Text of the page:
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ggalperin
Beginner
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Atomicity of load operation on ia64

Is it guaranteed on ia64 architecture in multi-processor environment that a plain load operation would fetch a 64-bit value atomically? In other words, is it possible that if CPU1 stores some value to a 64-bit memory location and CPU2 fetches the value from the same memory location at the same time, the fetched value would be neither one before nor after store operation?
Thx, ---Greg
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TimP
Black Belt
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64-bit int load on 64-bit architectures is definitely an atomic operation, unlike 32-bit x86, where it is done by a pair of 32-bit loads.
Dmitry_Vyukov
Valued Contributor I
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Quoting - ggalperin
Is it guaranteed on ia64 architecture in multi-processor environment that a plain load operation would fetch a 64-bit value atomically? In other words, is it possible that if CPU1 stores some value to a 64-bit memory location and CPU2 fetches the value from the same memory location at the same time, the fetched value would be neither one before nor after store operation?
Thx, ---Greg

8-, 16-, 32-, 64-, 128-bit aligned loads and stores are indeed atomic on IA-64.
However to get them you probably have to use something like SSE intrinsics or assembly.

For details see:
Intel Itanium Architecture Software Developer's Manual - Volume 2: System Architecture, Revision 2.2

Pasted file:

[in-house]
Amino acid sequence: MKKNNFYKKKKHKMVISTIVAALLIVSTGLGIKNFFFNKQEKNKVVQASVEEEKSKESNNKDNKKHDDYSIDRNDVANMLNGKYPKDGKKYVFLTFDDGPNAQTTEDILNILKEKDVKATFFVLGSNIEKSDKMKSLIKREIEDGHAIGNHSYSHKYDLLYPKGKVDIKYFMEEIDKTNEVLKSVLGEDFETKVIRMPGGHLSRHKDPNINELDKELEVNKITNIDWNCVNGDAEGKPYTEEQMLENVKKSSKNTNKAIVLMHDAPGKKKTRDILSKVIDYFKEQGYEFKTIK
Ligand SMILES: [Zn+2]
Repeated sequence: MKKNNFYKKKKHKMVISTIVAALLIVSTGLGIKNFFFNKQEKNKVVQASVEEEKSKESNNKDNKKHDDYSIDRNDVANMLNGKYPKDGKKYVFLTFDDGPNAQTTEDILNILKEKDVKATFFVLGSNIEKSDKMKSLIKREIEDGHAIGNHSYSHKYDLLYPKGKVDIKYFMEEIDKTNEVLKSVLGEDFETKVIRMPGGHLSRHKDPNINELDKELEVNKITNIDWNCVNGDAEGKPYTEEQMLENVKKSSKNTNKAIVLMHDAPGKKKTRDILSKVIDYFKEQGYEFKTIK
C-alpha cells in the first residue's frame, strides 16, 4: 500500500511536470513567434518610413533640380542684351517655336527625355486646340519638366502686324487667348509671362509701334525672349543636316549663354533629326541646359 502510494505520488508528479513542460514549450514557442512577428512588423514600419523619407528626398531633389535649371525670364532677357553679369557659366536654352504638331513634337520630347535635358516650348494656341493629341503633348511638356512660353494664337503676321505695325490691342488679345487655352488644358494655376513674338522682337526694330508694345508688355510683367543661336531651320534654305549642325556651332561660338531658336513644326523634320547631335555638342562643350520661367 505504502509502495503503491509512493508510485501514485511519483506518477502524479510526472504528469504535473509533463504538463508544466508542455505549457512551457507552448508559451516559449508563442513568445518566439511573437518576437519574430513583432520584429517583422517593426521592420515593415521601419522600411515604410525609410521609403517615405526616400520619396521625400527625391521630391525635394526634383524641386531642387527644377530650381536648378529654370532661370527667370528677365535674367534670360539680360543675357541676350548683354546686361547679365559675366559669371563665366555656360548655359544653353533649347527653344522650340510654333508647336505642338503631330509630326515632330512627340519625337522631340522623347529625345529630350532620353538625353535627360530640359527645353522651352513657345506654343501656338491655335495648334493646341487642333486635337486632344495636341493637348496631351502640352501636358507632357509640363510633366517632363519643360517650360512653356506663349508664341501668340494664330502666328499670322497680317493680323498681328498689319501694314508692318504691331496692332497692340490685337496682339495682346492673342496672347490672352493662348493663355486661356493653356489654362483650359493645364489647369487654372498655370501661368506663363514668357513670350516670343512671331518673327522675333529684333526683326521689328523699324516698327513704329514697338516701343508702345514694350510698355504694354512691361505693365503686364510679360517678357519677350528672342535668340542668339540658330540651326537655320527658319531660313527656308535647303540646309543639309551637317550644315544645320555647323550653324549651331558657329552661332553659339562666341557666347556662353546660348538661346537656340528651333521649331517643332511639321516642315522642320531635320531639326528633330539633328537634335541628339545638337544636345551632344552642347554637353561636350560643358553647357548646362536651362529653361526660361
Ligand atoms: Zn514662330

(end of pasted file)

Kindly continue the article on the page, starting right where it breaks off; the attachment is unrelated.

http://www.intel.com/design/itanium/manuals/245318.htm
(4.5 Memory Datum Alignment and Atomicity)

Dmitry_Vyukov
Valued Contributor I
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Quoting - Dmitriy Vyukov

8-, 16-, 32-, 64-, 128-bit aligned loads and stores are indeed atomic on IA-64.
However to get them you probably have to use something like SSE intrinsics or assembly.

For details see:
Intel Itanium Architecture Software Developer's Manual - Volume 2: System Architecture, Revision 2.2
http://www.intel.com/design/itanium/manuals/245318.htm
(4.5 Memory Datum Alignment and Atomicity)


Hmmm... Do you sure that you mean exactly IA-64 (i.e. Itanium)? Probably you mean Intel 64 (i.e. x86-64)...
However, 8-, 16-, 32-, 64-, 128-bit aligned loads and stores are also atomic on IA-32 (i.e. x86) and on Intel 64 (i.e. x86-64). But don't try to extend this to the C language, for example. In order to get 128-bit atomic load/store you have to emit some particular machine instruction, not just plain access to 128-bit variable in the C source.

ggalperin
Beginner
130 Views

Quoting - Dmitriy Vyukov

Hmmm... Do you sure that you mean exactly IA-64 (i.e. Itanium)? Probably you mean Intel 64 (i.e. x86-64)...
However, 8-, 16-, 32-, 64-, 128-bit aligned loads and stores are also atomic on IA-32 (i.e. x86) and on Intel 64 (i.e. x86-64). But don't try to extend this to the C language, for example. In order to get 128-bit atomic load/store you have to emit some particular machine instruction, not just plain access to 128-bit variable in the C source.

Yes, I meant ia64 (Itanium). Thanks for the details. Will definitely use asm instructions and align data properly.
Just want to clarify: even if a 64-bit word is only 8-bit aligned, I can still emit a certain atomic load/store instruction on Itanium that will be atomic? Thx.
TimP
Black Belt
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Quoting - ggalperin
even if a 64-bit word is only 8-bit aligned, I can still emit a certain atomic load/store instruction on Itanium that will be atomic?
On IA64. 64-bit memory access has to be 64-bit aligned in order to be performed by a single instruction. Unaligned access will abort the application, unless it is done by several smaller width instructions. It makes no difference whether asm is used for the load alone, compilers don't provide for unaligned loads. If you have a BIOS option set to retry unaligned memory access, that is very slow, and not atomic.
For load-update-store, you have several options, including OpenMP atomic.
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